VAT. VAT is levied on the added value of a commodity that results from each exchange. It is
         indifferent to the number of passages between the producer and final consumer. In contrast to the
         general sales tax, sellers bear more tax incidence in the VAT system than final consumers.

  Question 10: B.
       Approximately 95% of the Thai population are Theravada Buddhists and the other 5% are Muslims,
       the majority of which are concentrated in the 4 southernmost provinces. In Thailand, there is no
       clear difference between Theravada Buddhism, Brahminism, Mahayana Buddhism, and local folk
       beliefs. There is no constitutional clause that establishes a state religion. And due to flexible social
       norms, the majority of Thais can freely worship even at holy places of religions other than their
       own.

 Question 11: C.
        Refer to the explanation for Question 10.

 Question 12: B.
        Both conversational Thai and Lao are in the Tai language family. People in Northeastern Thailand
        can easily converse with people from Laos. In fact, the Northeast dialect and the Lao language
        share the same origin. Nowadays, the Northeastern Thai dialect has been influenced by the Central
        Thai dialect due to rapid development in communications between the region and Bangkok.  For
        more information on the Lao language, click here.

 Question 13: C.
         For more details on the URR regulation, click here. 

  Question 14: C.
         Before your departure for Thailand, you should contact the Thai Embassy in Washington D.C. or
         the U.S. State Department for visa information. Click here for the U.S. State Department's
         information section on Thailand is. Look for "entry/exit requirements."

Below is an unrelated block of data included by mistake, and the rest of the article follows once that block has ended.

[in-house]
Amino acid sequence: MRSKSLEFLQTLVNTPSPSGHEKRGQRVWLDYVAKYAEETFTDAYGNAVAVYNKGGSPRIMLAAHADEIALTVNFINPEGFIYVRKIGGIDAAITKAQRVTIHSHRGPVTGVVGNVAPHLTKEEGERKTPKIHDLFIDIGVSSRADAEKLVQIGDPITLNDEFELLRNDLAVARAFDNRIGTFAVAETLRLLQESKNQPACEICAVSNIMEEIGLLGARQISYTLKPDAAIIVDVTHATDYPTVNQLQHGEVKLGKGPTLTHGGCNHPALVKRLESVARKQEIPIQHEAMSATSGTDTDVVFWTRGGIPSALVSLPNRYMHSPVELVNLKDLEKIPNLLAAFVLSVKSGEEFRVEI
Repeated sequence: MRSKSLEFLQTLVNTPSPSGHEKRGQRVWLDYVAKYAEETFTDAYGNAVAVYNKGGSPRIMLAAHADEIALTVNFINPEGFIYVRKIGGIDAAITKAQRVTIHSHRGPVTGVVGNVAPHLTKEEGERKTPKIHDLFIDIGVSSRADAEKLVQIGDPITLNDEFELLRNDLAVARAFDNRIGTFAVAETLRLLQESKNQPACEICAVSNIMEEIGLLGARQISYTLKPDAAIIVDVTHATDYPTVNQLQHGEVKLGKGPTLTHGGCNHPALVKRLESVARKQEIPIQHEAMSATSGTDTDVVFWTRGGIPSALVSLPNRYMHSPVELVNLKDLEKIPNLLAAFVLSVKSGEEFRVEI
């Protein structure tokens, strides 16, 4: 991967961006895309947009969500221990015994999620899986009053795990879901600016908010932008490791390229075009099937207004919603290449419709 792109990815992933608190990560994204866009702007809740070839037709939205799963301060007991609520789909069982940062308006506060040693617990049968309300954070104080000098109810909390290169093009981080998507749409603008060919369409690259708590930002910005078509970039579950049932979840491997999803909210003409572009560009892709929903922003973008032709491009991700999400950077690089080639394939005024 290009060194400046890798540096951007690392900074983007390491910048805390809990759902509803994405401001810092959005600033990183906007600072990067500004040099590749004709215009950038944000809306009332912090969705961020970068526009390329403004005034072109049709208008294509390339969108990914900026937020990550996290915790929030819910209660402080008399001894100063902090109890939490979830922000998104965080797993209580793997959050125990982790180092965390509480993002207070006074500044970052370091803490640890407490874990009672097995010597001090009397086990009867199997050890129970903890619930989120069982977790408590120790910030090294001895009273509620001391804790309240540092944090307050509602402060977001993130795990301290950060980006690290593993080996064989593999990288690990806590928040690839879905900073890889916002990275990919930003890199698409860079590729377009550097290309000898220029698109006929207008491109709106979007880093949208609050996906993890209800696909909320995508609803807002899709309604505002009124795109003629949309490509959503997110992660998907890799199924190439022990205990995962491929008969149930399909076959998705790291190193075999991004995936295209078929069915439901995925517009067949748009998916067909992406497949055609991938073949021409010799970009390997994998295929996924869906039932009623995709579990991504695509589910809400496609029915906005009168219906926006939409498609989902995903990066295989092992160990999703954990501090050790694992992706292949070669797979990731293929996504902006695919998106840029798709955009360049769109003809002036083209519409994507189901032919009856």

Question 15: C.
         The House of Chakri holds special social and legal status in Thailand. Legally and constitutionally,
         no defamatory comment or criticism must be publicly directed at the royal family. Their images
         and royal seals must also be treated with respect. Click here for more information.

 

  Question 16: C.
          This is a very important rock of living peacefully and successfully in Thailand: Do not get involved
          in the narcotics trade. For information on what constitutes narcotics in Thailand, click here for
          more information.
 Question 17: B.
          For complete information on the weather in Thailand, click here.

  Question 18: A.
         Another important rock of survival in Thailand is visa extension. As a rule of thumb, do not use
         any private services regardless of how credible they are. When in doubt, contact the nearest U.S.
         consulate or the U.S. Embassy in the Bangkok area.

  Question 19: C.
         The third rock of survival in Thailand is health-related. Click here for how to stay healthy during
         your trip in Thailand.

  Question 20: A.
          Another important rock of survival in Thailand is visa extension. As a rule of thumb, do not use
          any private services regardless of how credible they are. When in doubt, contact the nearest U.S.
          consulate or the U.S. Embassy in the Bangkok area.

  Question 21: C.
         For information on credit card use in Thailand, click here.

  Question 22: C.
         The Thai Embassy's address is 1024 Washington Avenue N.W., Washington D.C. 20007. For more
         information, click here.

  Question 23: C.
         For information on Thailand's national carrier (Thai Airways International), click here.

 Question 24: B.
         The first American diplomats set foot on Siam's shore in 1833 during King Rama III's reign.

  Question 25: B.
         Cellular telephones are cheap and accessible in Thailand. Travelers can even purchase cell phone
         SIM cards at convenience stores.